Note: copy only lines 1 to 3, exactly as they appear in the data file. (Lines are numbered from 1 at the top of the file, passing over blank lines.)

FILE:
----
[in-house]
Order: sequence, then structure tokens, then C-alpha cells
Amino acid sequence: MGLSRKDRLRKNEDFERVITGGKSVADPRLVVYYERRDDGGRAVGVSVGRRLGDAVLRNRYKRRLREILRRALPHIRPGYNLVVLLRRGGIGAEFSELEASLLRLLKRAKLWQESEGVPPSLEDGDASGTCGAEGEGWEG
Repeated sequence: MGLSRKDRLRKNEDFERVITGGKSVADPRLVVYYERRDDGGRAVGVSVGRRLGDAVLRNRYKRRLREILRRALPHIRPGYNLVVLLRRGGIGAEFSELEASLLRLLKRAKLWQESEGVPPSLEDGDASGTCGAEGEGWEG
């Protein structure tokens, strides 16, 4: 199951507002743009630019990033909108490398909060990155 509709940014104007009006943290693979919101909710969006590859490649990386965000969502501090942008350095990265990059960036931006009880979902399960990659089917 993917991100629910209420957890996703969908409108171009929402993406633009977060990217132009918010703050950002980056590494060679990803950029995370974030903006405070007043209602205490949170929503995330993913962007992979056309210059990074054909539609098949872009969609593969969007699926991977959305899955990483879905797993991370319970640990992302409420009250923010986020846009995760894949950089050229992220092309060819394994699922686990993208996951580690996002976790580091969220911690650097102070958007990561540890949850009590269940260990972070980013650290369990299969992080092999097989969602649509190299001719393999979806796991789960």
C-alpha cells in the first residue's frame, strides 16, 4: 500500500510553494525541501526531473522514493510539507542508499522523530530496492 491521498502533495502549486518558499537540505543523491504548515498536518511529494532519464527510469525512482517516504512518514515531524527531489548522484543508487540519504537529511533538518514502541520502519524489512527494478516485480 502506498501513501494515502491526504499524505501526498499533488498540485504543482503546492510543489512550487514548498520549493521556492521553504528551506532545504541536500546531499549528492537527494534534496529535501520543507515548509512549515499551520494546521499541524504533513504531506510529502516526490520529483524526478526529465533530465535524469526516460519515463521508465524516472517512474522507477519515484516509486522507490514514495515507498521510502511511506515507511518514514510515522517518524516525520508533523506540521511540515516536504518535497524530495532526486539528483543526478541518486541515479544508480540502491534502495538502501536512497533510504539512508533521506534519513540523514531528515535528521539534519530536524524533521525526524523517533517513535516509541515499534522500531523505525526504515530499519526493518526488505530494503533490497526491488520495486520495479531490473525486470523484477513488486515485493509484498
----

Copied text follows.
[in-house]
Order: sequence, then structure tokens, then C-alpha cells
Amino acid sequence: MGLSRKDRLRKNEDFERVITGGKSVADPRLVVYYERRDDGGRAVGVSVGRRLGDAVLRNRYKRRLREILRRALPHIRPGYNLVVLLRRGGIGAEFSELEASLLRLLKRAKLWQESEGVPPSLEDGDASGTCGAEGEGWEG